See the Maco Light, Onstage!

The influence of the American South on the artistic world is immense: not only feeding artists into the world but inspiring, influencing and even producing artistic offspring. The American stage has been just as duly influenced by the South, though possibly to a lesser extent than other artistic realms. The South has produced numerous actors and actresses to grace its boards such as Huntsville, Alabama’s Tallulah Bankhead; Harlem, Georgia’s Oliver Hardy and Charleston, South Carolina’s Stephen Colbert. Columbus, Mississippi, a city with an especially interesting history produced one of America’s greatest playwrights, Tennessee Williams, whose work has influenced generations of writers and other artists. Louisville, Kentucky has, in recent decades, gained influence on the American stage with the annual Humana Festival of New American Plays. This festival has brought notice to a whole new legion of American playwrights and promoted new plays such as Donald Margulies’ Dinner with Friends, Jane Martin’s Keeley and Du and Beth Henley’s Crimes of the Heart.

But the South is not only influential through its artistically bent sons and daughters, its culture is inspiring. The South is an important setting. Beth Henley’s Pulitzer Prize-winning Crimes of the Heart, for example, is set in Hazlehurst, Mississippi and involves a trio of sisters from a dysfunctional Southern family. Even more well known is Robert Harling’s Steel Magnolias which was adapted into a film of the same name. Taking place solely within the confines of Truvy’s Beauty Shop in Natchitoches, Louisiana, the play revolves around a few months in the lives of the female staff and clientele. Even musicals have sprouted from incidents in Southern history such as Adam Guettel’s Floyd Collins (based on the death of amateur spelunker Floyd Collins who died after getting stuck in a cave near Mammoth Cave, Kentucky), Jason Robert Brown’s Parade (based on the trial and execution of Leo Frank, a northern Jew, who was accused of the murder of 13 year-old Mary Phagan, a young factory worker in Atlanta in 1913) and Kander and Ebb’s The Scottsboro Boys (based on the landmark case of nine African-American men accused of raping two white women in Alabama in 1931).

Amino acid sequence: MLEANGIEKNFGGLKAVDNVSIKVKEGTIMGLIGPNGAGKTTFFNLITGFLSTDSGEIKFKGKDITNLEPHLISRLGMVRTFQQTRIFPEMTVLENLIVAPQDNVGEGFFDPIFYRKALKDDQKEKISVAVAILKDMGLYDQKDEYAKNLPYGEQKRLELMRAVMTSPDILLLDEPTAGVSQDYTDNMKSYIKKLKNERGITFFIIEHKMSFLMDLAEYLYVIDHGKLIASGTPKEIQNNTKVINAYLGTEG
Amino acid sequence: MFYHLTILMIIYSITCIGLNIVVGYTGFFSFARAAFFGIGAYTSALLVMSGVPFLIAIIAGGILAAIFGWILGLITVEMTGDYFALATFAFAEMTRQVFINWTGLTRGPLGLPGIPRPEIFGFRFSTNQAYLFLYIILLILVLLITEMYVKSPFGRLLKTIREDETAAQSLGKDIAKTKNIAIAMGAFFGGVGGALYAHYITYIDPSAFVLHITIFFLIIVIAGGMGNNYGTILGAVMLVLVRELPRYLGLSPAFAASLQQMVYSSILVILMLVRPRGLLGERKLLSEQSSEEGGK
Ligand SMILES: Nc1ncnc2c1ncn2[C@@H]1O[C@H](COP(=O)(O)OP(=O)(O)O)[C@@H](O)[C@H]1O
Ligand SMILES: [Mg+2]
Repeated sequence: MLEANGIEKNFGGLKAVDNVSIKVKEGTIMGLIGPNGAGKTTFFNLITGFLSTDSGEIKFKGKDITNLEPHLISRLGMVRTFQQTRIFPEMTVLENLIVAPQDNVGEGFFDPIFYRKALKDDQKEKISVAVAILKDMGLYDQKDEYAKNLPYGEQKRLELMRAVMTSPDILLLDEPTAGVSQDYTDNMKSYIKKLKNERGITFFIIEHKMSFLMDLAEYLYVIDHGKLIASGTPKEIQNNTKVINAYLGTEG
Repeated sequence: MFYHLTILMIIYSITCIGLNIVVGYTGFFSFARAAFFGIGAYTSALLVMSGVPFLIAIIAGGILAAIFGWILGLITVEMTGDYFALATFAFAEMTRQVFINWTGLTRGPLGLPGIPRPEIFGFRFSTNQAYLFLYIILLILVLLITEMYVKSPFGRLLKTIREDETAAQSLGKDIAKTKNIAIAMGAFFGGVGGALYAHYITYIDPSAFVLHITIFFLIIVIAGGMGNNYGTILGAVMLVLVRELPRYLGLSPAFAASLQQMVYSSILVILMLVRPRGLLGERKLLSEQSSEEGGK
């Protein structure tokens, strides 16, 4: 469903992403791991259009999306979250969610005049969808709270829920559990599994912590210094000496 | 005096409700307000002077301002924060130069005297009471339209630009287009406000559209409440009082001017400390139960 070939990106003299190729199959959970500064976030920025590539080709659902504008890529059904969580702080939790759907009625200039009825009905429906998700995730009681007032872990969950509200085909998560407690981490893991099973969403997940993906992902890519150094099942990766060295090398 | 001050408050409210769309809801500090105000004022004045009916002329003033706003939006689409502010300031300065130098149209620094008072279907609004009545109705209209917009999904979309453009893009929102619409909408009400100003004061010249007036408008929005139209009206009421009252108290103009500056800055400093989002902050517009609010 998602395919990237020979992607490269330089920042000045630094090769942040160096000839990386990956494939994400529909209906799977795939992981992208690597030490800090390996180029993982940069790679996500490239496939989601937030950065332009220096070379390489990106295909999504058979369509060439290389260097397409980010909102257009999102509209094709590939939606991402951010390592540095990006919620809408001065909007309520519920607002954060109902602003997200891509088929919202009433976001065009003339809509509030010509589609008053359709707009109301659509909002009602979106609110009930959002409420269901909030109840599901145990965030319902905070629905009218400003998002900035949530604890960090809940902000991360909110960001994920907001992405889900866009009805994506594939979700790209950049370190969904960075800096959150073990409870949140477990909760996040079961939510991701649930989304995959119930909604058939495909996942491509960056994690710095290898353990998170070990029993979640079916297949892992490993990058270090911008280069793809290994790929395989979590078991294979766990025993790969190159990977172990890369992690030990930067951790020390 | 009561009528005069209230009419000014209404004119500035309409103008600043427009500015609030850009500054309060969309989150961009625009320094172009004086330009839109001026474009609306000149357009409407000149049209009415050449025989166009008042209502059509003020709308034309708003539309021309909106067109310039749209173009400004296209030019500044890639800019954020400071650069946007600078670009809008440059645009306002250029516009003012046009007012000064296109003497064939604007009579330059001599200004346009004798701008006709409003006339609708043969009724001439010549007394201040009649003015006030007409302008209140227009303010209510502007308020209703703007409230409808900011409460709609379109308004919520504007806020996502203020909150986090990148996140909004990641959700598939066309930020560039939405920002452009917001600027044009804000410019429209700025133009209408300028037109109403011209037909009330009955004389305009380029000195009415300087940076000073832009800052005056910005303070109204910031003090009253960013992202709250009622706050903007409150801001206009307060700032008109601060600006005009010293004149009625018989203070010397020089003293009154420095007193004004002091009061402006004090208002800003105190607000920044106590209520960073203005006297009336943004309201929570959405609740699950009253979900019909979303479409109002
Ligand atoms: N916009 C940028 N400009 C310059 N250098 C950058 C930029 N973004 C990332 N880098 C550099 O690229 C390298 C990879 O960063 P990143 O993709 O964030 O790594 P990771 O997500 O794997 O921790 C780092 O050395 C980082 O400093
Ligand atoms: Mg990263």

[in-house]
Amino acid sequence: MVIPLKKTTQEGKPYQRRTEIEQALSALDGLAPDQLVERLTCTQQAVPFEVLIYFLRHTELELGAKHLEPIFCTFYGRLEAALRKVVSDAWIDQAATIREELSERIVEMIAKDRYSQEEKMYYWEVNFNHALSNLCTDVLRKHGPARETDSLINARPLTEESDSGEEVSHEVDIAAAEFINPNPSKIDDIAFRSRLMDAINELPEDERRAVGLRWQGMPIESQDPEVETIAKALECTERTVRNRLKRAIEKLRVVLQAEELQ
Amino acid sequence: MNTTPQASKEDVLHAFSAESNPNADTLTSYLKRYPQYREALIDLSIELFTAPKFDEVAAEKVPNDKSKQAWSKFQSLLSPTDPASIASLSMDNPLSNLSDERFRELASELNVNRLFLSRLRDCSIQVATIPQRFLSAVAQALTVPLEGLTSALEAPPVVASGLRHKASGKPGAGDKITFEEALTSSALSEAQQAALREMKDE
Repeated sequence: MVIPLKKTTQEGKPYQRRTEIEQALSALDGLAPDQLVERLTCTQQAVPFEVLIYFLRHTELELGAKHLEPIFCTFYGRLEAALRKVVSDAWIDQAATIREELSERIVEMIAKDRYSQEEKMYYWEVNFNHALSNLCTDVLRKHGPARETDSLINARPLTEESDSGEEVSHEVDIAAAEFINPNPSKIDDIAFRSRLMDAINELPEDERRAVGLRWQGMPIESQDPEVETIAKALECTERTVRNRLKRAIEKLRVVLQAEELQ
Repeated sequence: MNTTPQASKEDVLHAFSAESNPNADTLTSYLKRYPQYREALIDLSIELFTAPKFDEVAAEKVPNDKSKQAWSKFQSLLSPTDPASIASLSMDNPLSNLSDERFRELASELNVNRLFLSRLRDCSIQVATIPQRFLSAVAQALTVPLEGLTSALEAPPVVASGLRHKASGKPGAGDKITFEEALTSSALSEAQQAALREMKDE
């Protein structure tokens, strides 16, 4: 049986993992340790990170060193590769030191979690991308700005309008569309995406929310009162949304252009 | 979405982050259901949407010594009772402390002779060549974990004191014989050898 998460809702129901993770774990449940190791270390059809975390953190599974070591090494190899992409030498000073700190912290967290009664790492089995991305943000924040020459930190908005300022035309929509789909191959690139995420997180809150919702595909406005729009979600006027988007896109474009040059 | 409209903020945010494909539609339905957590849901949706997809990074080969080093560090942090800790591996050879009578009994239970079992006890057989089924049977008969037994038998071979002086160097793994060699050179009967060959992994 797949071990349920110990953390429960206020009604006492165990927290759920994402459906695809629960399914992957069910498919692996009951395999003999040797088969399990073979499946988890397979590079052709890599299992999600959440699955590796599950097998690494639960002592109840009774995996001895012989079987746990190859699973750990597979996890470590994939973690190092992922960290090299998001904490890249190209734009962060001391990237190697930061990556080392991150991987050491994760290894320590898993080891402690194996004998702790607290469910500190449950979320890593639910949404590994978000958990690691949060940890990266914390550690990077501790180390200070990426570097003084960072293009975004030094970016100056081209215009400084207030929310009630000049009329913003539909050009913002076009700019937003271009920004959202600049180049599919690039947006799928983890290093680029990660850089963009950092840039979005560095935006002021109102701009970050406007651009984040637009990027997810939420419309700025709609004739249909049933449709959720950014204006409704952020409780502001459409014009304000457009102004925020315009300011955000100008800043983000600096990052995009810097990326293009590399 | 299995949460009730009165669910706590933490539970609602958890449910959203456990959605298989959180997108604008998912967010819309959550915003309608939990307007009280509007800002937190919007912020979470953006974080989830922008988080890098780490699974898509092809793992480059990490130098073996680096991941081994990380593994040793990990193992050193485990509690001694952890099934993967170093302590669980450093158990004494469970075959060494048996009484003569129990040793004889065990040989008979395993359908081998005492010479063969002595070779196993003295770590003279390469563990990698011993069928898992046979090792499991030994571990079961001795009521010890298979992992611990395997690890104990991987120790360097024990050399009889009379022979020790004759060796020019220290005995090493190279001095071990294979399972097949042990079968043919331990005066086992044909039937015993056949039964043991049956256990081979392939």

Of course, the folklore of the South has been incorporated into many plays as well and that brings us (finally!) to a new play that has just opened in Chicago. At its heart, Bekah Brunstetter’s Take Her to See the Maco Lights revolves around the Maco Light, a spectral light seen near Maco, North Carolina. According to the notice on Broadway, the play “follows a pair of young lovers along a dark railroad track where the past and future converge. [… the story] weaves a ghostly love story with characters who are on a crash course to a certain stretch of overgrown railroad tracks in North Carolina.” A special May 17th performance of the play is preceded by a local walking tour hosted by paranormal researcher and writer Ursula Bielski, whose Chicago books I would highly recommend.